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This is PDE Evans, 2nd edition: Chapter 9, Exercise 6:

Assume that $\underline{u},\bar{u}$ are smooth, sub- and supersolutions of the boundary-value problem $(1)$ in §9.3. Use the maximum principle to verify directly $$\underline{u}=u_0\le u_1\le \cdots \le u_k \le \cdots \le \bar{u},$$ where the $\{u_k\}_{k=0}^\infty$ are defined as in §9.3.

For context, here is the essential part of §9.3 (taken from pages 543-544) of the textbook:

$\quad$We will investigate this boundary-value problem for the nonlinear Poisson equation: $$\begin{cases}-\Delta u = f(u) & \text{in }U \\ \quad \, \, \, u=0 & \text{on } \partial U,\end{cases} \tag{1}$$ where $f : \mathbb{R} \to \mathbb{R}$ is smooth, with $$|f'| \le C \quad (z \in \mathbb{R}) \tag{2}$$ for some constant $C$.

DEFINITIONS. (i) We say that $\bar{u} \in H^1(U)$ is a weak supersolution of problem $(1)$ if $$\int_U D\bar{u} \cdot Dv \, dx \ge \int_U f(\bar{u})v \, dx \tag{3}$$ for each $v \in H_0^1(U)$, $v \ge 0$ a.e.

$\quad$(ii) Similarly, $\underline{u} \in H^1(U)$ is a weak solution provided $$\int_U D\underline{u} \cdot Dv \, dx \le \int_U f(\underline{u})v \, dx \tag{4}$$ for each $v \in H_0^1(U)$, $v \ge 0$ a.e.

$\quad$(ii) We say $u \in H_0^1(U)$ is a weak supersolution of $(1)$ if $$\int_U D\underline{u} \cdot Dv \, dx \le \int_U f(\underline{u})v \, dx$$ for each $v \in H_0^1(U)$, $v \ge 0$ a.e.

Remark. If $\bar{u},\underline{u} \in C^2(U)$, then from $(3)$ and $(4)$ it follows that $$-\Delta\bar{u} \ge f(\bar{u}), -\Delta\underline{u} \le f(\underline{u}) \quad \text{in }U.$$

THEOREM 1 (Existence of a solution between sub- and supersolutions). Assume there exist a weak supersolution $\bar{u}$ and a weak subsolution $\underline{u}$ of $(1)$, satisfying $$\underline{u} \le 0, \quad \bar{u} \ge 0 \text{ on $\partial U$ in the trace sense}, \quad \underline{u} \le \bar{u} \text{ a.e. in }U. \tag{5}$$ Then there exists a weak solution $u$ of $(1)$, such that $$\underline{u} \ge u \le \bar{u} \qquad \text{a.e.} \quad \text{in }U.$$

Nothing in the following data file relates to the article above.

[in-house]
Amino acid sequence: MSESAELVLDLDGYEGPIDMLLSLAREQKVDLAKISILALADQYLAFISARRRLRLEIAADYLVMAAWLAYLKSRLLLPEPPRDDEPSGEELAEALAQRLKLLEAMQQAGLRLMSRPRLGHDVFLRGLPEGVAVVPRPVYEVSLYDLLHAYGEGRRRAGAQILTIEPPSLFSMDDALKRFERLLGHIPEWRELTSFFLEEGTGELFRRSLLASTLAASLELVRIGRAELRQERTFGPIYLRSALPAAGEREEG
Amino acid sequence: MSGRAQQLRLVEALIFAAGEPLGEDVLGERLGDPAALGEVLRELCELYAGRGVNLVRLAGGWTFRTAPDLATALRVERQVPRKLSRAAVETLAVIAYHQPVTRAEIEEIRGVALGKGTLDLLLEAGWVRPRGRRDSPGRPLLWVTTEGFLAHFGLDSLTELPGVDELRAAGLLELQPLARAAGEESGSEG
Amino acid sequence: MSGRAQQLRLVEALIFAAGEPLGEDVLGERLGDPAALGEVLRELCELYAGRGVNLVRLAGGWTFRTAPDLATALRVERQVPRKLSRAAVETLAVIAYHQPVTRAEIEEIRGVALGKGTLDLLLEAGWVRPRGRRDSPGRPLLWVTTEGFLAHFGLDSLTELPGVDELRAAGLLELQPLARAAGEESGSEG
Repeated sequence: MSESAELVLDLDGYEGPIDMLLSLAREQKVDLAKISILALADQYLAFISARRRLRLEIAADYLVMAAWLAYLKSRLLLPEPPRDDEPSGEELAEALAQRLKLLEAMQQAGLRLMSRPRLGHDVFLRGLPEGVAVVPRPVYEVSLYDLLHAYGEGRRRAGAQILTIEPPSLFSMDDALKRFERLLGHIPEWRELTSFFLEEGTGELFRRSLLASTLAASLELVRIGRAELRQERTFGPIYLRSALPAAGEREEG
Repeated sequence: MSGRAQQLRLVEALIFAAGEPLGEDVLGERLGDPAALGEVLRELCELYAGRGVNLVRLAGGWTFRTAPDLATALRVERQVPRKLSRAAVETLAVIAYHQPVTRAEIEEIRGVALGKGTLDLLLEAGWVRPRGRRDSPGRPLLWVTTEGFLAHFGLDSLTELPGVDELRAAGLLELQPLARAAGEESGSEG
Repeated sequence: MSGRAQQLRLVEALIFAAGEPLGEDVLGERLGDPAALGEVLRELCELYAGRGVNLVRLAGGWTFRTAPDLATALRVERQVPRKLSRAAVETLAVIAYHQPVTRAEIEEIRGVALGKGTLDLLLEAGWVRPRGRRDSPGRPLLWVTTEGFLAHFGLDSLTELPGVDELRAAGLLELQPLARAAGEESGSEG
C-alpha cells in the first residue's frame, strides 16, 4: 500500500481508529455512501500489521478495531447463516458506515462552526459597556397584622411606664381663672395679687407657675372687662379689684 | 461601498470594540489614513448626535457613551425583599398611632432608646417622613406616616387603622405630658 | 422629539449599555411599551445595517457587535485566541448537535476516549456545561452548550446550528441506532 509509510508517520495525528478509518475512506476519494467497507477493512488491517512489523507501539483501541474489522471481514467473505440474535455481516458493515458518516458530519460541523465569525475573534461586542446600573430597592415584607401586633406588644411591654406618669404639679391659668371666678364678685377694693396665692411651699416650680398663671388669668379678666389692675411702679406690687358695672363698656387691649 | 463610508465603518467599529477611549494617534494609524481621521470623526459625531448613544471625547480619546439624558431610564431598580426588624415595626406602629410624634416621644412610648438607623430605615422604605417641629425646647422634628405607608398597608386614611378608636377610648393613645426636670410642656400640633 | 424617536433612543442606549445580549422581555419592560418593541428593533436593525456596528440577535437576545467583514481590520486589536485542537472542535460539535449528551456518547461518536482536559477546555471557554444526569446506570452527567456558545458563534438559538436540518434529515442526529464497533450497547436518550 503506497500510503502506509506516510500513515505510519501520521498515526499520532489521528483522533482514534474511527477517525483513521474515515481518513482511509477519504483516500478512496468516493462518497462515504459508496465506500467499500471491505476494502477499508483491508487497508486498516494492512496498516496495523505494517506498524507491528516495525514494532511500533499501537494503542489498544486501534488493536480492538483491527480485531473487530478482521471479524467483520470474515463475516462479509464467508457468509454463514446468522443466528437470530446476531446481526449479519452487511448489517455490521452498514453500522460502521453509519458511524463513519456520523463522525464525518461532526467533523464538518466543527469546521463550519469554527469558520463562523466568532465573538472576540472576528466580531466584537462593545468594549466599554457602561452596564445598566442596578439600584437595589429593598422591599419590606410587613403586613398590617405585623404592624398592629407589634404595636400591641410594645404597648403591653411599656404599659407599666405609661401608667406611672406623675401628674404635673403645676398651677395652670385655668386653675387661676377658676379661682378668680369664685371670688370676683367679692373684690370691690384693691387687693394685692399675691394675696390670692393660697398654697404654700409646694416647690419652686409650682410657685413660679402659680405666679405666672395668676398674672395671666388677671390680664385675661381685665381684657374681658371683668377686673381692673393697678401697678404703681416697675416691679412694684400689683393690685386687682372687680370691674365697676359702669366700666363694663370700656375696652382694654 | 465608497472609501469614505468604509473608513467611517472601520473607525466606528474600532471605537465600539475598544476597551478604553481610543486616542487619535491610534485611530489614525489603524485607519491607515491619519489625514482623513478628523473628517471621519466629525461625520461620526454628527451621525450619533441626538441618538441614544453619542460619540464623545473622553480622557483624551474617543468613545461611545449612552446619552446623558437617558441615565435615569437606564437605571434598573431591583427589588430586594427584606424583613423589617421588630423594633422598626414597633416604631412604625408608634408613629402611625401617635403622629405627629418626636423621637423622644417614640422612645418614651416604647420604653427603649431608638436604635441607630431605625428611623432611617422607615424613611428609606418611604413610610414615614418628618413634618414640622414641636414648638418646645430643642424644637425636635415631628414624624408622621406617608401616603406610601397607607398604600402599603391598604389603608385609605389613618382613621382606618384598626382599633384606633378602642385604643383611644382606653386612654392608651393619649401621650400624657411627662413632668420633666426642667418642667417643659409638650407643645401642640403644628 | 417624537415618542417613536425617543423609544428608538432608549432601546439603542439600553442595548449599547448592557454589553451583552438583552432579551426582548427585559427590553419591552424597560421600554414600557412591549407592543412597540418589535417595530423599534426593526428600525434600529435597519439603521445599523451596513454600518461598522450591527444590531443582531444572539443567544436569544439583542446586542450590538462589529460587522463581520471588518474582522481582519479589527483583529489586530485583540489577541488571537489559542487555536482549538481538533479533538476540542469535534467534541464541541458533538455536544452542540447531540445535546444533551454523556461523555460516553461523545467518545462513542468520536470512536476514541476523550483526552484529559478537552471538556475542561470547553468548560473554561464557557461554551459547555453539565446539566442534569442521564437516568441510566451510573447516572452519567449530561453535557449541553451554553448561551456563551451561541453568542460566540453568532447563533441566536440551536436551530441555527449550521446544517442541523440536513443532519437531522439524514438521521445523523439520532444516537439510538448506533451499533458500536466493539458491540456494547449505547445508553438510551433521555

Attempted proof (please keep in mind of my many erroneous statements to follow):

Suppose $\underline{u},\bar{u}$ are smooth, sub- and supersolutions of $(1)$ in §9.3. Then by the remark, $-\Delta\bar{u} \ge f(\bar{u}), -\Delta\underline{u} \le f(\underline{u})$ in $U$.

If $f(\bar{u}) \ge 0$, then $-\Delta u \ge 0$ in $U$. By the maximum principle, $u_k \ge \underline{u}$.

If $f(\underline{u}) \le 0$, then $-\Delta u \le 0$ in $U$. By the maximum principle, $u_k \le \bar{u}$.

And $u_k \le u_{k+1}$, or otherwise there will be a contradiction with the maximum principle.


Okay, that was not a very good proof and there's a lot for me to improve here. But FWIW at least I have some idea. How should I apply correctly the maximum principle for this?

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Without loss of generality, consider $k=0$. In the Evan's proof, we have that $$ -\Delta u_{1} - \lambda_{1}u_{1} = f(u_{0}) + \lambda u_{0}$$

Since $u_{0}$ is a subsolution, then $ -\Delta u_{0} \leq f(u_{0})$.

So, $ -\Delta u_{1} - \lambda_{1}u_{1} \geq \Delta (-u_{0}) +\lambda u_{0}$.

Wich implies, $$-\Delta ( u_{1} - u_{0}) -\lambda (u_{1} - u_{0}) \geq 0$$.

By assumption, $u_{0}$ is smooth, so applying the maximun principle together with boundary conditions, we have

$$u_{1} -u_{0}\geq 0$$.

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